On Sunday evening, Joseph Walker at the Wall Street Journal published an article belittling pair-programming and taking quotes out of context.
As co-founder and CTO of Mavenlink, I’ve been pair-programming with my team for nearly 4 years. I want to set the record straight.
A (somewhat) brief history
At my last job, we did a lot of custom software delivery and quite a few proof-of-concepts under incredible time pressure. Often, we would find ourselves behind on a complex project or getting into a sales cycle a little late. When that happened, many of us would drag together a couple of chairs and crank out some code. Other than group projects in college, this was my first experience with any type of pair-programming, although I didn’t know it at the time.
Ironically, due to social and management pressures, we only ever did it when there was absolutely nothing to lose and we just had. to. make. it. work.
When I left that job to co-found Mavenlink, we decided early on to use Ruby on Rails and started looking for an early-stage development partner. We found Pivotal Labs. During our project’s scoping (hi Davis and Rajan!), we talked about Pivotal’s general agile practices, XP, test-driving, and pairing. For us, at the time, pairing was a great way to get me trained up on their best practices. Little did I know that we’d spend the next 3 years working there and would hire our own team based on pair-programming acuity.
Why the WSJ got it so wrong
1) Pairing is not for everyone
I would never go into a company as a new engineering manager and tell everyone that they have to pair, full-time, starting right then. That makes no sense. If an engineering department or team isn’t structured around pairing from the get-go, it’s very possible that it simply wouldn’t work. Some people, and certainly some developers, just like to put on headphones and solve problems quietly on their own.
For better or worse, in our hiring, we look for people who fall on the social-side of the spectrum when they’re working on problems. Our interviews are specifically geared towards collaborative problem solving and we include a pair-programming component as a further check.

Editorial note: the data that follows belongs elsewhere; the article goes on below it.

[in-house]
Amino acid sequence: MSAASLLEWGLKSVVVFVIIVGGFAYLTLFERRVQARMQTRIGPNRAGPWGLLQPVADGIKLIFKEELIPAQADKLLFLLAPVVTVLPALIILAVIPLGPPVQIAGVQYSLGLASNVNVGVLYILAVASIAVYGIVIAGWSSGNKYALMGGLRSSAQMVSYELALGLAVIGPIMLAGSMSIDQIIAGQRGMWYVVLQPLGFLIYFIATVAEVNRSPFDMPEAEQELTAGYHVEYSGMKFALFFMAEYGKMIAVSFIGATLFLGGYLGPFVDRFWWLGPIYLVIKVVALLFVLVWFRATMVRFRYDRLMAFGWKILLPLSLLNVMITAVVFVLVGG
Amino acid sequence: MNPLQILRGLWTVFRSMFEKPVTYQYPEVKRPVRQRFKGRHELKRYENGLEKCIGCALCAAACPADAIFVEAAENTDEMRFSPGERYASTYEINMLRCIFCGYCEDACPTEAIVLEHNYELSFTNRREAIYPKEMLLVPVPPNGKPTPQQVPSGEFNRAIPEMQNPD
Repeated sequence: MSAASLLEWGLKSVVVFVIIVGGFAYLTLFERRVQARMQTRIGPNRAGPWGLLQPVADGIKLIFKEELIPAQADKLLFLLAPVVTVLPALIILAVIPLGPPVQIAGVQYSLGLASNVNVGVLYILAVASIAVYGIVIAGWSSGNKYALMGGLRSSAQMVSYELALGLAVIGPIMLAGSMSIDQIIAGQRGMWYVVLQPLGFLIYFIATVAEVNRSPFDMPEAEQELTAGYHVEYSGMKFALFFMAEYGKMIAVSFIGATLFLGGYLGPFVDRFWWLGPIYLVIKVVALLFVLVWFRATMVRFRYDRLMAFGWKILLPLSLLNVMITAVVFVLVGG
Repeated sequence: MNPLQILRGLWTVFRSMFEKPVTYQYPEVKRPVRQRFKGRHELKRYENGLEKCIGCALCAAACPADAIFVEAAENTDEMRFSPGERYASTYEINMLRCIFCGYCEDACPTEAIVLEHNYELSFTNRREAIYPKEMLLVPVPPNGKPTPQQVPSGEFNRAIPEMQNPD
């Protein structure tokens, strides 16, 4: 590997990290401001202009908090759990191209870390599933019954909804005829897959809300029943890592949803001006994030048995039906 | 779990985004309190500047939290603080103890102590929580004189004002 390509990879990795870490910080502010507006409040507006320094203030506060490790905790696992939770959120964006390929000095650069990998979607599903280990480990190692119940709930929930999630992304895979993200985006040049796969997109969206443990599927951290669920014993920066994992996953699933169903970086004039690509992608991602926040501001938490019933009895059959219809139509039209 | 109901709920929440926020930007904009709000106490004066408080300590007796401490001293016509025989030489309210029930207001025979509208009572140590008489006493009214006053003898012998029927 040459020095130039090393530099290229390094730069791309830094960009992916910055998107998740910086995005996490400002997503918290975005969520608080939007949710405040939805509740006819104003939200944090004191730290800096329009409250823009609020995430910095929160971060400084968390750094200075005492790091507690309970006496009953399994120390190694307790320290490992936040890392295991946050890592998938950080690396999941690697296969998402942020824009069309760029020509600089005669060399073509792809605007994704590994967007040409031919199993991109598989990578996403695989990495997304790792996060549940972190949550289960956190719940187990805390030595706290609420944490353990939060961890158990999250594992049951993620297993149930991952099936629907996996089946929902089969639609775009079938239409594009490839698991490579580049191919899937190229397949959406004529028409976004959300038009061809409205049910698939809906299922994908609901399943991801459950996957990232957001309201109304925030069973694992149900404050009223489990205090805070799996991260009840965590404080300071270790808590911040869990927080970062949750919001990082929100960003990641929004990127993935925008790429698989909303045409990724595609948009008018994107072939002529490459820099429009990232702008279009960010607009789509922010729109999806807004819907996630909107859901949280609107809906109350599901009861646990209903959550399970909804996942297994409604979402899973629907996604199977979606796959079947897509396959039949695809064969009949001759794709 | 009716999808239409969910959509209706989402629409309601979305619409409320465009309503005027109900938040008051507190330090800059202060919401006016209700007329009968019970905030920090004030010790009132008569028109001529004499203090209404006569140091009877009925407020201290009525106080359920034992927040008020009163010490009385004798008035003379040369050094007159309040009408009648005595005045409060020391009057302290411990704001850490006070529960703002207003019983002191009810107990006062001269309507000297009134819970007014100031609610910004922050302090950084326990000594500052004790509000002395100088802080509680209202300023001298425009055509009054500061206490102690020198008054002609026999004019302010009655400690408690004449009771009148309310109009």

WSJ: Thanks for giving us one example of a company whose culture didn’t like pairing and an example of some guy who didn’t like it. What about all of the other companies and people who do?
2) Pairing, like anything else, is not about the ideal
In the ‘90s, many people considered Yoga pretty weird. If you did Yoga, you were probably “from California” or someplace oddball like that, right? Now, in 2012, Yoga has non-weird proponents everywhere who talk about the increase in strength, flexibility, and mental acuity that comes from regular practice. However, not everyone who does yoga looks like a pretzled Yogi.
Pairing is about collaboration, writing better code, teaching, and keeping each other in check. With some practice, collaboration and bouncing ideas around comes more easily, but not everyone is going to grunt ‘n’ code, as Kent Beck mentioned. You don’t stop doing Yoga because your hamstrings are still tight and you don’t stop pairing because you need to talk a little bit (or a lot).
WSJ: Thanks for taking Kent’s quote, using it as some freakshow article byline, and then sidelining him with “That’s the theory, anyway.”
3) Writing software, like building anything, is a team sport
The article paints a picture of overly-aggressive, smelly, bad-breathed, terribly-socially-matched people not being able to pair program. My question is: pairing or no pairing, are these people really able to work together AT ALL? Everyone has their quirks, but is the alternative to sit in separate offices with closed doors doing your own thing and expecting good results? What if a sports team did this?